Bus + Massachusetts = Trouble
What's a Bus Driver to Do?
It was a bad day to be a Massachusetts transit driver or rider yesterday. Two incidents, one on the MBTA system and another on a Cape Cod skool bus, left a baby dead and a student badly beaten.
Think driving one is easy? In both cases, the focus is now partly on their reactions:
In Bourne, a 17-year-old Upper Cape Cod Regional Technical School student was severely injured after a brutal beating by a lunatic punk. It took three students and the driver to remove 18-year-old suspect Daniel Simmons from victim Doug Langlois.
The driver is taking a big share of the blame for continuing to drive to the school, passing police and fire stations along the way while students screamed at him to stop immediately, so the boy could be rushed to the hospital. He's been suspended with pay.
It's easy to second-guess his actions, but what was he to do? We weren't there. It's hard to imagine, though, why he wouldn't have wanted to stop and get immediate emergency assistance.
What if Langlois had died due to the driver's inaction? Would he face involuntary manslaughter charges?
Though this type of incident could happen in any part of the country, there's a major issue with violent teen punks, that the Bay State simply must begin to debate openly and honestly.
(Boston Globe- Kathleen Burge- Megan Tench- 1 April 2005)
On a ride that started with some tossed jelly beans, a 17-year-old Sandwich student was severely beaten on a school bus that picked up students at five more stops as the driver passed a fire and police station while students shouted at him to stop, the student and school officials said yesterday.
Langlois, who suffered facial fractures, said he was punched repeatedly in the face and chest by an 18-year-old schoolmate, Daniel Simmons. Friends later told him it took three students to pull Simmons off, Langlois said. Police issued a warrant yesterday for Simmons's arrest on an assault charge.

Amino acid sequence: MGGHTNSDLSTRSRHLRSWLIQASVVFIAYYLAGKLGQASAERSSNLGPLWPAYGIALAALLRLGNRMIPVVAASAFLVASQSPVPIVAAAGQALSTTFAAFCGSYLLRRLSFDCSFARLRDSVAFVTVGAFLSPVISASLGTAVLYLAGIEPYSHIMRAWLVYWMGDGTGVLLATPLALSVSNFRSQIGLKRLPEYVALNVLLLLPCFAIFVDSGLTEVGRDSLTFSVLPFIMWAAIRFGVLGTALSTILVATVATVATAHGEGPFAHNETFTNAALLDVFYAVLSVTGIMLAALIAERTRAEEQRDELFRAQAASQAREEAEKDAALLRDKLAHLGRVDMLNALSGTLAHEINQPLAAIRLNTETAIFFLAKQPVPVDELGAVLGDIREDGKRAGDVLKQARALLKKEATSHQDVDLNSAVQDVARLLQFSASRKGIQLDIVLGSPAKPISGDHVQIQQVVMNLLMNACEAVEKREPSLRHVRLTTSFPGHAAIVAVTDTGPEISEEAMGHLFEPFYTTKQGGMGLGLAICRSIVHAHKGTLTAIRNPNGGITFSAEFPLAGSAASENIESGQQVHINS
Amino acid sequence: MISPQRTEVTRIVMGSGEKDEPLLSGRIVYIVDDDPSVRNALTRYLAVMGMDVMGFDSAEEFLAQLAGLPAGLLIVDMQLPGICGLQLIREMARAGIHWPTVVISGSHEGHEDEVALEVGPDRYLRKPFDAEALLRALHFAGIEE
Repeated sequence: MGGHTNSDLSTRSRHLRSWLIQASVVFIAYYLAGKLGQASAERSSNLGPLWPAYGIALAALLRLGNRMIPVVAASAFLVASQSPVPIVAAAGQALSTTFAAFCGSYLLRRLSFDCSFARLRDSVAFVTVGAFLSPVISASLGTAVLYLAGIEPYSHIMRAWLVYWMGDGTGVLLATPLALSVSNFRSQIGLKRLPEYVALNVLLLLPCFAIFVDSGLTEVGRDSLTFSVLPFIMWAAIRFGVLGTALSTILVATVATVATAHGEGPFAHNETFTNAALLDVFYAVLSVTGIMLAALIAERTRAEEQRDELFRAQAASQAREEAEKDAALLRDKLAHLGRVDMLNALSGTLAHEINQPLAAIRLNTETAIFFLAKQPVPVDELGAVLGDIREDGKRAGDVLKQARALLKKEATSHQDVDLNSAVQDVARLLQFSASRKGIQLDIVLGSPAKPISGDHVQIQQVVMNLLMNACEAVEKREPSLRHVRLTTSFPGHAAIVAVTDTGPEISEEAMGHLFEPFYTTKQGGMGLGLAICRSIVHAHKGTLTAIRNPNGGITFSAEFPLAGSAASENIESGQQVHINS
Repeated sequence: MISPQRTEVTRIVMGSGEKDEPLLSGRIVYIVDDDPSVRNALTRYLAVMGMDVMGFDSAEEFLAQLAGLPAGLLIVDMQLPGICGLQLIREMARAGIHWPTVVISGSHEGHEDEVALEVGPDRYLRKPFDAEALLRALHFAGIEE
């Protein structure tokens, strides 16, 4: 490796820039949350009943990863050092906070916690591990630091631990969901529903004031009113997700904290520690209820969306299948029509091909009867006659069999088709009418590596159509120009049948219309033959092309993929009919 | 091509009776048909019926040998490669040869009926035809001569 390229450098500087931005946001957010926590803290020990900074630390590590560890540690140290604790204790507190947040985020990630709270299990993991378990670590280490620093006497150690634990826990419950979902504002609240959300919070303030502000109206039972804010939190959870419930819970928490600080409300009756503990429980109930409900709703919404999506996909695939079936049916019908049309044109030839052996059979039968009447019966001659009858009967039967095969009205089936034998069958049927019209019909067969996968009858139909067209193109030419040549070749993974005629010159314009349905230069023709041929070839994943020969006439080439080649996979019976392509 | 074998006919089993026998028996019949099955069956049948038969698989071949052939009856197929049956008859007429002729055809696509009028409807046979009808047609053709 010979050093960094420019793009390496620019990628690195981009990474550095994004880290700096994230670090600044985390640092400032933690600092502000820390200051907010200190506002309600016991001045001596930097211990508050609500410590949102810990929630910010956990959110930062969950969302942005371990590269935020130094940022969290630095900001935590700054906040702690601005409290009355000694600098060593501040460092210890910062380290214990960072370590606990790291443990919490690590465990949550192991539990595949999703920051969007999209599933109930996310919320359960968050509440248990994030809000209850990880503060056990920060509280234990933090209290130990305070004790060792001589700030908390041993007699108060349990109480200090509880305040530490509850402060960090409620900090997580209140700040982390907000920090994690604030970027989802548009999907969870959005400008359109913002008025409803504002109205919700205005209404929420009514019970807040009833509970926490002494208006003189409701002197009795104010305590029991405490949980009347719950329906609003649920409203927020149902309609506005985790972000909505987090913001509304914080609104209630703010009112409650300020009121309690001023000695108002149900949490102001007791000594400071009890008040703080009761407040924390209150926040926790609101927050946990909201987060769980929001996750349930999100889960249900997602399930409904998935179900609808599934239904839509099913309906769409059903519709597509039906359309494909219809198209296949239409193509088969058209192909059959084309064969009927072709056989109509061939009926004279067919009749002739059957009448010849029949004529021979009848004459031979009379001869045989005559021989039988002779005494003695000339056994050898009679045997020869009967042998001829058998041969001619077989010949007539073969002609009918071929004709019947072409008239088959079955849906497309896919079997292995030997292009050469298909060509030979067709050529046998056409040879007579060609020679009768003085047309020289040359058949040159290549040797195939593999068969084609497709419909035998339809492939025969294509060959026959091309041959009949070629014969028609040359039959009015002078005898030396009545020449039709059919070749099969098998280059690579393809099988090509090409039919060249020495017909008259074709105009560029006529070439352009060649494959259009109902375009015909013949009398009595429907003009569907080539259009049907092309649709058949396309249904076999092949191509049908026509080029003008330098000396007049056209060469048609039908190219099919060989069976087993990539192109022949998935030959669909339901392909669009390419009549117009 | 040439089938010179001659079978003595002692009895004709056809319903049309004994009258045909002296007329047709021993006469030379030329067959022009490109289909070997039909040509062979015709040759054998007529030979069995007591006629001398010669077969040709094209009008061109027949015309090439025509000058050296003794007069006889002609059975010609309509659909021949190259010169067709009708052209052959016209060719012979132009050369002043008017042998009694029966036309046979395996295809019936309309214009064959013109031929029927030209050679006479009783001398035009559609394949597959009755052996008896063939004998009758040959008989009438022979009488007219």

As he lay drifting in and out of consciousness, fellow students told the driver that Langlois was injured and bleeding, according to Langlois.
But he said the driver did not stop the bus to check on his condition, driving 20 more minutes before reaching the school. Langlois was then taken to Falmouth Hospital, where he was treated for fractures of his nose, cheek, and eye socket and then released.
In the second incident, a T driver was fast to act, but it was too late to save a bruised baby that stopped breathing on board the bus. An eagle-eyed driver noticed the mother attempting to perform CPR on the infant and flagged down a passing policeman:
A 9-month-old boy was found covered in bruises and in cardiac arrest aboard an MBTA bus in Mattapan yesterday afternoon and was taken to Boston Medical Center, where he was pronounced dead, police officials said.
The infant was carried onto the bus by his mother, whom police declined to identify. As of last night, police said she was not considered a suspect in the infant's death.
''We're not saying there was foul play yet," said Police Superintendent Bobbie Johnson. ''We're saying we're investigating. . . . The baby had trauma visible in multiple parts of its body."
MBTA spokesman Joe Pesaturo said the woman boarded the bus in Mattapan Square about 4:20 p.m. with her baby in a blue stroller. She sat near the front of the bus, Pesaturo said.
About eight minutes later, the woman began administering mouth-to-mouth resuscitation to the infant as he sat in the stroller, Pesaturo said. The bus driver noticed and waved down a police vehicle.
Click the link to read the rest of this story, it's simply amazing to think how preventable this death might have been if action had been taken, days earlier, to figure out what was going on in the child's home.
The question: how responsible should drivers be as to what occurs on their buses?